Nictzin Dyalhis

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Nictzin Dyalhis
Born (1873-06-04)June 4, 1873
Massachusetts
Died May 8, 1942(1942-05-08)
Salisbury, Maryland
Occupation Short story writer, chemist
Genres Fantasy, Science fiction

Nictzin Wilstone Dyalhis (1873 – 1942) was an American chemist and short story writer who specialized in the genres of science fiction and fantasy. He wrote as Nictzin Dyalhis. During his lifetime he attained a measure of celebrity as a writer for the pulp fiction magazine Weird Tales.

Life[edit]

Firm facts about Dyalhis's life are few, as he coupled his limited output of fiction with a penchant for personal privacy and an avoidance of publicity. His year of birth, usually cited (with a question mark) as 1879, was long uncertain, and he was speculated to have been born in England—or Pima, Arizona. His World War I draft registration card and U. S. Census records establish his birthdate as June 4, 1873, and his state of birth as Massachusetts. His father, reportedly of Welsh extraction, was also born in Massachusetts, and his mother in Guatemala. Even Dyalhis's name is uncertain; in his stories, Dyalhis played with common spellings, so that "Earth" becomes Aerth and "Venus," Venhez, and he was thought to have possibly done the same with his own name, turning the prosaic "Dallas" into the exotic Dyalhis. According to L. Sprague de Camp, however, Dyalhis was his actual surname, inherited from his Welsh father, and his given name Nictzin was also authentic, bestowed on him due to his father's fascination with the Aztecs.[1] His draft card establishes his full name as Nictzin Wilstone Dyalhis.

Among the imaginative readers of his stories, Dyalhis acquired a reputation for possessing unusual abilities and an exotic history as an adventurer and world traveller. The known facts of his life are more prosaic. At some time during his youth he lost one eye, as noted on his draft card. He worked as a chemist, and married Harriet Lord; in 1920 the couple was living with her mother in Sugar Grove, Warren County, Pennsylvania. Harriet was an inmate of the Warren State Hospital in 1930, while Nictzin was living in Maryland in the early 1940s, reportedly in difficult financial circumstances. He died in Salisbury, Maryland on May 8, 1942.

Literary career[edit]

In a field of popular literature characterized by prolific production, Dyalhis gained a kind of reverse fame by the extreme paucity of his output: he published only eight stories in Weird Tales over a fifteen-year period. Several additional stories appeared in Adventure and Ghost Stories magazine, and gangster fiction pulps. In the verdict of one SF commentator, Dyalhis "established a reputation in Weird Tales out of proportion to either the quality or quantity of his contributions."[2] Yet his stories were very popular with readers, and a few, notably "The Sapphire Goddess," have been featured in anthologies. In spite of his apparent popularity, Dyalhis' stories have not been collected in book form.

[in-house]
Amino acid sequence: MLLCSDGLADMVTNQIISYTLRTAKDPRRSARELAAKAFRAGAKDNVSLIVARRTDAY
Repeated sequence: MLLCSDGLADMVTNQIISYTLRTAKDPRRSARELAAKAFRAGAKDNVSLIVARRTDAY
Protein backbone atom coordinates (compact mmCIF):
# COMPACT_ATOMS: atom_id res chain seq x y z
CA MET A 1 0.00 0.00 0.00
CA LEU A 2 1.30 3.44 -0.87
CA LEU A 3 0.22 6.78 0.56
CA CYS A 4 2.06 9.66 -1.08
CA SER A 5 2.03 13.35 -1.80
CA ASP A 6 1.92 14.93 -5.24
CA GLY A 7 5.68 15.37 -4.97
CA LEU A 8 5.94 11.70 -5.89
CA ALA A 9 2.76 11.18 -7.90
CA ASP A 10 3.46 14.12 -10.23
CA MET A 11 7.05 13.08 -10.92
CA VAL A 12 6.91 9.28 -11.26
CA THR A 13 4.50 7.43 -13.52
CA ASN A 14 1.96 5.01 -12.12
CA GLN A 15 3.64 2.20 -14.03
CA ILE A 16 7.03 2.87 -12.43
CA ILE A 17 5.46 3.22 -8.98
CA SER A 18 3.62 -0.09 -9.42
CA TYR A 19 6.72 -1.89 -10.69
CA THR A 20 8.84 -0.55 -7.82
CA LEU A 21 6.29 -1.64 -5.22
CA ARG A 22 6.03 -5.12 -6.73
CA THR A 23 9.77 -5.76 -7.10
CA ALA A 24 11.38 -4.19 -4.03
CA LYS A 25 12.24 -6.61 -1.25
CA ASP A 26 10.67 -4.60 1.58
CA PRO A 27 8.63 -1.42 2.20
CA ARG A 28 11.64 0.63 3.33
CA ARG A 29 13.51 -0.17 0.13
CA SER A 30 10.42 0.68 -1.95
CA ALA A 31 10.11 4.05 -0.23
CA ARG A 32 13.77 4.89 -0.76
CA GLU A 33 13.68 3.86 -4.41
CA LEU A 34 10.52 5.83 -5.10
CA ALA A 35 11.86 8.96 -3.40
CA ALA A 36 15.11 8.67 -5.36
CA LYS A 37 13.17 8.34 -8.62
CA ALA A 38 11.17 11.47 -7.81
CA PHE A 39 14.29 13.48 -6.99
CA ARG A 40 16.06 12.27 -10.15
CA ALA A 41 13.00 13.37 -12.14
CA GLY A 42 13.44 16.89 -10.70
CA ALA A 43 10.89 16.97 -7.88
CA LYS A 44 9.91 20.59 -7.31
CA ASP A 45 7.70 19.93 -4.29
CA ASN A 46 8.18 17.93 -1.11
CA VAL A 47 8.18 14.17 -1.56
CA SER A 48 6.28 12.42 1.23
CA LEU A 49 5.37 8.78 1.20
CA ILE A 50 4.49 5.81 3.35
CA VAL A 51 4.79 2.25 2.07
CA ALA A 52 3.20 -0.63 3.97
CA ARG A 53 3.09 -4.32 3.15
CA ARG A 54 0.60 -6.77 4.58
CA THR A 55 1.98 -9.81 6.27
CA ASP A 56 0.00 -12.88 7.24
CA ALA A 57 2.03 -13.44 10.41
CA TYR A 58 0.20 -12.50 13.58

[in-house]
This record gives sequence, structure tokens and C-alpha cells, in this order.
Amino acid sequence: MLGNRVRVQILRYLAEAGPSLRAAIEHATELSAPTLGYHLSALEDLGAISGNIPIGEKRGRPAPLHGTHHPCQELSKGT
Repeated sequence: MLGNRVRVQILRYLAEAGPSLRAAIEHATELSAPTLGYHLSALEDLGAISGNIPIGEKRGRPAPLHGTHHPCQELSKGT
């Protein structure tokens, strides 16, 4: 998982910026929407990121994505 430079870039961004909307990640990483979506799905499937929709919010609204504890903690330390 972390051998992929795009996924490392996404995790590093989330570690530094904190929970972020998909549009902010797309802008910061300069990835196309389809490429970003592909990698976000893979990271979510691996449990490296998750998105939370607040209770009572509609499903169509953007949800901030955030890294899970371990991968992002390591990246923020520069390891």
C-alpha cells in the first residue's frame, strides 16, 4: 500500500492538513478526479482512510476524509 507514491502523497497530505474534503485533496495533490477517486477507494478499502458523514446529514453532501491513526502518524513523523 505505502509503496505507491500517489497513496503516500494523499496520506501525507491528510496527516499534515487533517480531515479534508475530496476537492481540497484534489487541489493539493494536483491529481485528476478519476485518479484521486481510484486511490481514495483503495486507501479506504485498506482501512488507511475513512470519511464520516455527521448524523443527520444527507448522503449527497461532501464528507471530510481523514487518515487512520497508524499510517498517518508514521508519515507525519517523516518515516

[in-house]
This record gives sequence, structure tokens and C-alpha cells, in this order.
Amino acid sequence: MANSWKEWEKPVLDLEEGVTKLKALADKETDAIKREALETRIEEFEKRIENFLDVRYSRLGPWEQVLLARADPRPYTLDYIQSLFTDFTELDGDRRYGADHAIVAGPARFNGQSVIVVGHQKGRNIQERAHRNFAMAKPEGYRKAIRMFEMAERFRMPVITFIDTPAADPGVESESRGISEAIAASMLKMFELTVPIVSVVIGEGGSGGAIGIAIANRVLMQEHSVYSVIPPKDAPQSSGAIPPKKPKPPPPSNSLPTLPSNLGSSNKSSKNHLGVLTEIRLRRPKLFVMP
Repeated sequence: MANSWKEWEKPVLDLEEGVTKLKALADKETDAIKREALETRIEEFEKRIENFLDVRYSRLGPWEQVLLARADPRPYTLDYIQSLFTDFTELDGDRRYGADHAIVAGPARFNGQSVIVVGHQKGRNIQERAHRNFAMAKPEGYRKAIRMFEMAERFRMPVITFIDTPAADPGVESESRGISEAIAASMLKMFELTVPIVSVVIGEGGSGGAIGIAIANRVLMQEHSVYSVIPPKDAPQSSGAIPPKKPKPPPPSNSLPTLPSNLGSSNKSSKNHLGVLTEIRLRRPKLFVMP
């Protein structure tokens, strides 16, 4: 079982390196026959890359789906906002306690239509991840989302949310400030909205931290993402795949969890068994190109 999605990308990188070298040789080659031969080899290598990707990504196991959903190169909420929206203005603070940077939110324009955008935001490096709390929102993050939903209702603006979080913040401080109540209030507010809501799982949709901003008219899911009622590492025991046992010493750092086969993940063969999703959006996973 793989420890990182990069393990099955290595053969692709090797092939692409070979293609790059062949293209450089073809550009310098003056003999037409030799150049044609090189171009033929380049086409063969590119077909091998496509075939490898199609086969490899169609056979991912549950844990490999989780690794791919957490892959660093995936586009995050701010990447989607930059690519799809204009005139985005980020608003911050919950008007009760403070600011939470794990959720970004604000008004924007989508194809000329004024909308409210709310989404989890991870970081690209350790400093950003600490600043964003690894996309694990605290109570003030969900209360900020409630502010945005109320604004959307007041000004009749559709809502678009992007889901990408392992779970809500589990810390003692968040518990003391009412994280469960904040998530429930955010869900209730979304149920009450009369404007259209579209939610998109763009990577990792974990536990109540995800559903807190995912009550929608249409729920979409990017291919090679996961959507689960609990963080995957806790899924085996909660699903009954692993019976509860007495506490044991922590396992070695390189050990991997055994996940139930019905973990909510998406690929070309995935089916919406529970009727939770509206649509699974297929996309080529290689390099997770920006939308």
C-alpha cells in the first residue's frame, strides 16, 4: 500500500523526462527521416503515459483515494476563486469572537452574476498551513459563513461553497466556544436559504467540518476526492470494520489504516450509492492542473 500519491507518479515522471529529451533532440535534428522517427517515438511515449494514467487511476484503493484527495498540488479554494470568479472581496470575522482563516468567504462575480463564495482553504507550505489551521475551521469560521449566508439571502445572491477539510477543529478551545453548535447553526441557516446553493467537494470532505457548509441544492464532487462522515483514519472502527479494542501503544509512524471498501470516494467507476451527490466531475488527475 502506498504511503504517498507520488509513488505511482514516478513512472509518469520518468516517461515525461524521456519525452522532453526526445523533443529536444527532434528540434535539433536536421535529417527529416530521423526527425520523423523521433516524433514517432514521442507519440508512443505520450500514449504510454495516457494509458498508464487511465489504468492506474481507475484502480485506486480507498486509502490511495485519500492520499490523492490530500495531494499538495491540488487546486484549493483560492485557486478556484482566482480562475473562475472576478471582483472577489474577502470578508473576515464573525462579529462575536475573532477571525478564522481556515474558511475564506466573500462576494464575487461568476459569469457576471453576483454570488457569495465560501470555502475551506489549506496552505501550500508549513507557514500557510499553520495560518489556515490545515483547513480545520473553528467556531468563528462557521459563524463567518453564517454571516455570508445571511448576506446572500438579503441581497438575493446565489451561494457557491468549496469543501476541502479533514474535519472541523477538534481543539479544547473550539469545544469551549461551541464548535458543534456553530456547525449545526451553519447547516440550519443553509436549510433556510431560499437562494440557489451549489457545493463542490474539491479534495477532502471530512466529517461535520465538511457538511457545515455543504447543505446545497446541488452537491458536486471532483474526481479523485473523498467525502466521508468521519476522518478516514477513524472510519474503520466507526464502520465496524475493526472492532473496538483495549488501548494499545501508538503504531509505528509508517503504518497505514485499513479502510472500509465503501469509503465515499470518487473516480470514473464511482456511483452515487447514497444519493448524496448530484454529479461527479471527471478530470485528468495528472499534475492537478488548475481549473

Dyalhis's earliest stories, including "When the Green Star Waned" (Note: This story should be given notable credit in the creation of Superman because of its obvious influence on creator Jerry Siegel.[citation needed] ) and its sequel "The Oath of Hul Jok", are fairly firmly in the science fiction genre; the former is sometimes credited for introducing the term "blaster" for a ray gun. Yet his overall output is most easily and readily categorized as occult fantasy, involving spiritual travel on the astral plane, journeys to Hell, and reincarnation.[3]

Bibliography[edit]

Cover of the fantasy fiction magazine Avon Fantasy Reader no. 17 (1951) featuring "The Sapphire Siren" by Nictzin Dyalhis.
  • "Who Keep the Desert Law" (Adventure, October 20, 1922) .
  • "For Wounding—Retaliation" (Adventure, November 20, 1922. Reprinted in Wildside Press reprint of Tales of Magic and Mystery, 2004).
  • "When the Green Star Waned" (Weird Tales, April 1925; reprinted January 1929)
  • "The Eternal Conflict" (Weird Tales, October 1925)
  • "He Refused to Stay Dead" (Ghost Stories, April 1927. Reprinted in Ghost Stories:The Magazine and its Makers: Volume 2, 2010, edited by John Locke ).
  • "The Dark Lore" (Weird Tales, October 1927)
  • "The Oath of Hul Jok" (Weird Tales, September 1928)
  • "The Red Witch" (Weird Tales, April 1932)
  • "The Whirling Machete" (Underworld Magazine, December 1933)
  • "The Sapphire Goddess" AKA "The Sapphire Siren" (Weird Tales, February 1934)
  • "Gangland’s Judas" (Complete Underworld Novelettes, August 1934)
  • "The Sea-Witch" (Weird Tales, December 1937; reprinted July 1953)
  • "Heart of Atlantan" (Weird Tales, September 1940)

Notes[edit]

  1. ^ L. Sprague de Camp, Literary Swordsmen and Sorcerers: the Makers of Heroic Fantasy, Sawk City, Wisc., Arkham House, 1976; p. 301.
  2. ^ Michael Ashley, The Time Machines: The Story of the Science-Fiction Pulp Magazines from the Beginning to 1950, Liverpool, Liverpool University Press, 2000; p. 43.
  3. ^ John Clute and John Grant, editors, The Encyclopedia of Fantasy, New York, St. Martin's Press, 1999; p. 305.

Sources[edit]

  • Jaffery, Sheldon, and Fred Cook. The Collector's Index to Weird Tales. Bowling Green, OH, Bowling Green State University Popular Press, 1985.
  • Moskowitz, Sam. "Nictzin Dyalhis: Mysterious Master of Fantasy." In Echoes of Valor III, edited by Karl Edward Wagner, Tor, 1991.
  • 1920 United States Federal Census.
  • 1930 United States Federal Census.
  • U.S. World War I Draft Registration Cards, 1917-1918.

External links[edit]